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I Feel Your Pain November 4, 2009

Posted by Chuck Musciano in Leadership, Technology.
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Users are in a tough position.  They’ve evolved to the point where they cannot do their jobs without computers.  The systems that they use are becoming more and more sophisticated, with equally sophisticated interfaces.  Worst of all, they have little or no control over how those systems are built.

Our users rely on us to build systems that are easy to use, reliable, and consistent.  They have no idea how we do this, not do they care.  They trust us to take care of the awful details of system design and development to make things that they find useful.  Regrettably, I don’t think we on the IT side of the house do as good a job as we could on their behalf.

We often make design decisions that cause users great angst.  I’m not talking about sweeping design changes; I’m thinking more about the small, subtle things that can make a big difference in a user’s life.  The layout of a screen, the ordering of a menu, the arrangement of a list can dramatically affect the usability of a tool.  Poor usability results in unhappy users.

Many times, these kind of decisions get made on the basis of how complicated it can be to implement a better alternative.  In short, we reduce development time and expect the user to deal with a less-effective interface.  We reduce developer pain at the expense of user pain, and that’s wrong.

I’ve written about this before.  One of my biggest peeves in just about every web site on earth is that you cannot enter anything but digits into a credit card number field.  The developer will not set the field to “numeric only;” instead, they’ll put some awful text near it that explains that you should not type dashes or spaces in the field.  Here’s a big idea: how about you write some code to strip out dashes and spaces, so I can type the number in a way that make sense to me?  The developer saved twenty minutes; users spend collective years trying to type things correctly.

There are countless examples of this in every system we use.  Time and again, developers and designers make their lives easier by asking users to do a little bit more.  The problem is that the development time is incurred once; the user time incurred over and over and over again, for years.

We owe our users better. They trust us to build systems they can use.  We need to feel their pain, take it on ourselves, and remove it from their day-to-day lives.  Users are the most important part of any system; we need to show that we understand that by building things that respect their time and energy.  Show your users some love: build things that put them first.

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The Happy Path November 2, 2009

Posted by Chuck Musciano in Random Musings.
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In our last episode, I argued for a more consistent application of the 80/20 rule as we design and deploy software.  I made an exception for testing, however, which prompted a comment asking why testing gets exempted from this rule.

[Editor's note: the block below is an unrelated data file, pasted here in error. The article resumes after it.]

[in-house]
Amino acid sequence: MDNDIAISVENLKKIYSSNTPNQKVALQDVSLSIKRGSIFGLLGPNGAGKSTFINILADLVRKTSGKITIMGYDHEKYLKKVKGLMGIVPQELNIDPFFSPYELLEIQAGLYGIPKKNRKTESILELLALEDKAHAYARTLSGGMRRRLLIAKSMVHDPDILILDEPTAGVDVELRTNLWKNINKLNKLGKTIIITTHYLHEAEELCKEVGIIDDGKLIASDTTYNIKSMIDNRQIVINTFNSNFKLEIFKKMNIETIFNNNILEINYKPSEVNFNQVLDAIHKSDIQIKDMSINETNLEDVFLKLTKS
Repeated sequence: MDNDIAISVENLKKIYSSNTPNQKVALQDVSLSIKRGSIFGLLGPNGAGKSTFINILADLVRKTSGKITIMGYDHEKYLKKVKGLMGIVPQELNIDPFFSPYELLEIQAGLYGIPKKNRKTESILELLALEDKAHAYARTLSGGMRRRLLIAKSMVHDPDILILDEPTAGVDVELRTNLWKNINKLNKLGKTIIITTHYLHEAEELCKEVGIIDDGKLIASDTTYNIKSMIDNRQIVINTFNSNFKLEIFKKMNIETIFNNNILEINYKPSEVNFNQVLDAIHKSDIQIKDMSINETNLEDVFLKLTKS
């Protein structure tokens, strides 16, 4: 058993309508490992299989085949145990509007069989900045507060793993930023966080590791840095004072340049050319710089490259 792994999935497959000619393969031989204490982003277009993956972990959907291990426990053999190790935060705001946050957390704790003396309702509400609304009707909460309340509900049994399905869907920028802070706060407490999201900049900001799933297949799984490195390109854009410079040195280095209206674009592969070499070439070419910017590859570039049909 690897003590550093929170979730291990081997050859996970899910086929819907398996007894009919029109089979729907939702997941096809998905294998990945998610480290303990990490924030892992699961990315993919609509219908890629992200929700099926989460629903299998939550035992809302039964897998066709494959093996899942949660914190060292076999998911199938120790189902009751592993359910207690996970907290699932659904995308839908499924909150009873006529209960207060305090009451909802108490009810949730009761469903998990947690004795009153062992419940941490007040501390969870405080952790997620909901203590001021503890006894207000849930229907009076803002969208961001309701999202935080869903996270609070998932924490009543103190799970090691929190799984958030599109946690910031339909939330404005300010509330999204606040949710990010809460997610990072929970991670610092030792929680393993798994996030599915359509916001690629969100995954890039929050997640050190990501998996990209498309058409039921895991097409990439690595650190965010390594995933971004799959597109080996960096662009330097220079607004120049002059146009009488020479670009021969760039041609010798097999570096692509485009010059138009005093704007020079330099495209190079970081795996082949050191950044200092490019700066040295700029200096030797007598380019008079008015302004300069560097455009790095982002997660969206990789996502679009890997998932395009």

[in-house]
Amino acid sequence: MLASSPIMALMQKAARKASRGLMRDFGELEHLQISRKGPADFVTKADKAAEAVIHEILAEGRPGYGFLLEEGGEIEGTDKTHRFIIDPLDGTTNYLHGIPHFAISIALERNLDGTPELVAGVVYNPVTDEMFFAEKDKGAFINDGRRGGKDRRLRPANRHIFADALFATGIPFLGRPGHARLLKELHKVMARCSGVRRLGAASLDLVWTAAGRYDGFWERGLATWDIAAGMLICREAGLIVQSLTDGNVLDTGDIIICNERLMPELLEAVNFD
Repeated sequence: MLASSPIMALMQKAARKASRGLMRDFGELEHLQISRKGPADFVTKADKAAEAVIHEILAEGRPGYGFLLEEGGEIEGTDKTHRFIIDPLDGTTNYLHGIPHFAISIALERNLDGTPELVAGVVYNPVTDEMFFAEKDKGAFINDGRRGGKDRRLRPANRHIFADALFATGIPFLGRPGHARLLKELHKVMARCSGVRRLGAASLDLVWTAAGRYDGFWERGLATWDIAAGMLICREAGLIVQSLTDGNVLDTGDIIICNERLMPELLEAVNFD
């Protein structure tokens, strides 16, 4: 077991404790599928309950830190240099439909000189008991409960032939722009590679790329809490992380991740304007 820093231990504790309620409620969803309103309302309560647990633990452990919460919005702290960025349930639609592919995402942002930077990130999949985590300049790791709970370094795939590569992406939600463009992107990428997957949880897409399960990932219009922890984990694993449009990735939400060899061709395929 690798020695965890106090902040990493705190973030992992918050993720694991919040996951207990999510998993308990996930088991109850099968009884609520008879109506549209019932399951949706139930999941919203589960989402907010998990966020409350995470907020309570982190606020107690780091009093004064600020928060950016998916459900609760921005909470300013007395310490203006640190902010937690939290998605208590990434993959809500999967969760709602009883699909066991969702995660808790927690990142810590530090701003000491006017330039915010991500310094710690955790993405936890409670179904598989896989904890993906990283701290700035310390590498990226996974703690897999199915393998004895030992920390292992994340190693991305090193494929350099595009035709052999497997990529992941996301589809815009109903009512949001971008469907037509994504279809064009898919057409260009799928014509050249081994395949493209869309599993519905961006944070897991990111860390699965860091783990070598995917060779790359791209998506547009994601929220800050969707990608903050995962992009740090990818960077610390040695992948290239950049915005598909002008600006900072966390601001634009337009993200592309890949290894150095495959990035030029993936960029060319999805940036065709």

As the saying goes, testing only proves the presence of bugs, not their absence. The goal of testing is to find as many of these bugs as possible before moving code into production, in the hope that we will avoid inflicting them on our poor unsuspecting users.  Unlike a system in which we intentionally design and deploy the first eighty percent so as to get some value to the customers more quickly, we cannot test just eighty percent using a similar rationale. We need to test everything we build as best we can.

There is a limit, of course.  You can’t test forever.  The trick is to know what to test, and to test those parts thoroughly.

A co-worker of mine often talks about the “happy path.”  The happy path is the path through a system where everything works, the data is correct, the system stays up, and the users are well-behaved.  We tend to test the happy path first because we understand how the system should function and want to ensure that the basic features should work.

This results in testing scenarios like this

  • User selects an item and adds it to their cart
  • User enters billing data
  • User enters shipping data
  • User clicks “Check Out”
  • Transaction is processed

If this works, has the system been tested?  Yes.  Would you move it into production? The right answer is “no,” but I’ve used a lot of systems where the apparent answer was “you bet!”

We need to move off the happy path and wander in the weeds.  What if the quantity exceeds stock on hand? What if the user enters too few digits from their credit card? Or too many? Or adds a space, or a dash? What if the zip code doesn’t match the state? What if? What if? What if?

It doesn’t take long to test the happy path.  It takes forever to test everything off the happy path. You need to spend a lot of time wandering away from the happy path, and maybe there is a reverse rule for testing: 20% of your time on the happy path; 80% of your time off of it.